BRUSSELS (Reuters) - EU regulators are poised to fine Philips, Samsung Electronics Co Ltd and Infineon Technologies AG in the coming weeks for fixing prices of chips used in mobile SIM cards, two people familiar with the case said on Tuesday.
The case started with dawn raids on the companies by the European Commission in October 2008. The European Union watchdog charged them last year with taking part in a cartel.
The chips are also used in passports, bank cards, identity cards and television systems.
“The companies may be fined in late July or possibly September,” said one of the sources, who declined to be named as the EU decision is not yet public.
Officials with the commission, Philips and Infineon declined to comment. Samsung officials were not immediately available for comment. Philips said last year that the EU charges covered the period 2003 to 2004 and involved its semiconductor business which it has since sold.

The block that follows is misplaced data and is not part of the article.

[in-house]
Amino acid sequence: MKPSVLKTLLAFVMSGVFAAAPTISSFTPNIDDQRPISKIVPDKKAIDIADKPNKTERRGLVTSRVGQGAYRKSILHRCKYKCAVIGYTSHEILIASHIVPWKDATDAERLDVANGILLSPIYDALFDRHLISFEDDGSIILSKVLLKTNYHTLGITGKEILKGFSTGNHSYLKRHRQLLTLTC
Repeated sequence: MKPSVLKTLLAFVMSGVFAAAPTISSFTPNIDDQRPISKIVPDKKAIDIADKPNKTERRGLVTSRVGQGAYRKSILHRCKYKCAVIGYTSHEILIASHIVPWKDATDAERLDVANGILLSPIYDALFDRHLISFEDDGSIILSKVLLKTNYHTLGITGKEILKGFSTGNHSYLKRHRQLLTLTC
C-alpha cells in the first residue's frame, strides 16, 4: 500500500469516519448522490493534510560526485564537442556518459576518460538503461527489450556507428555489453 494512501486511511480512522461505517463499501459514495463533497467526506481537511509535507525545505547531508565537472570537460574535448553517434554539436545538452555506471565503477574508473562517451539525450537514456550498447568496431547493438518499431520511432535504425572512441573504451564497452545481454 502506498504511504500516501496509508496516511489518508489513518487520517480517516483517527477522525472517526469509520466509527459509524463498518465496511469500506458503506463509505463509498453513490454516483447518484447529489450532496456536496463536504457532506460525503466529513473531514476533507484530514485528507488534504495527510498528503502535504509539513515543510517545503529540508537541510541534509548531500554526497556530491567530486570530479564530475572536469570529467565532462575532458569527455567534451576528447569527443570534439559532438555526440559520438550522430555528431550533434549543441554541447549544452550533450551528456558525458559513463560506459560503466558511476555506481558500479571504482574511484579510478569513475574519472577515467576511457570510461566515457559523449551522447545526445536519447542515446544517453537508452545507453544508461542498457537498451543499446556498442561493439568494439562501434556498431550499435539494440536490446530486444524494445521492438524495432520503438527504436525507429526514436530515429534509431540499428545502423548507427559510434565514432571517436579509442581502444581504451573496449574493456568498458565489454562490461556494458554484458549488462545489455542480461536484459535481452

The sources said Renesas Technology - a joint venture between Hitachi Ltd and Mitsubishi Electric that was bought by Renesas Electronics Corp in 2010 - would not be fined as it alerted the regulator to the cartel. Renesas Electronics said it had not publicly said it had told the regulator and was not aware that the other companies would be fined.
Companies that breach EU rules can be fined up to 10 percent of their global turnover. Dutch company Philips’s 2013 turnover was 23.3 billion euros ($31.72 billion).
The chipmakers had initially sought to settle the case, which means admitting guilt in return for a 10 percent cut in sanctions, but talks broke down last year.
Additional reporting by Harro Ten Wolde in FRANKFURT, Anthony Deutsch in AMSTERDAM and Sophie Knight in TOKYO; Editing by Matt Driskill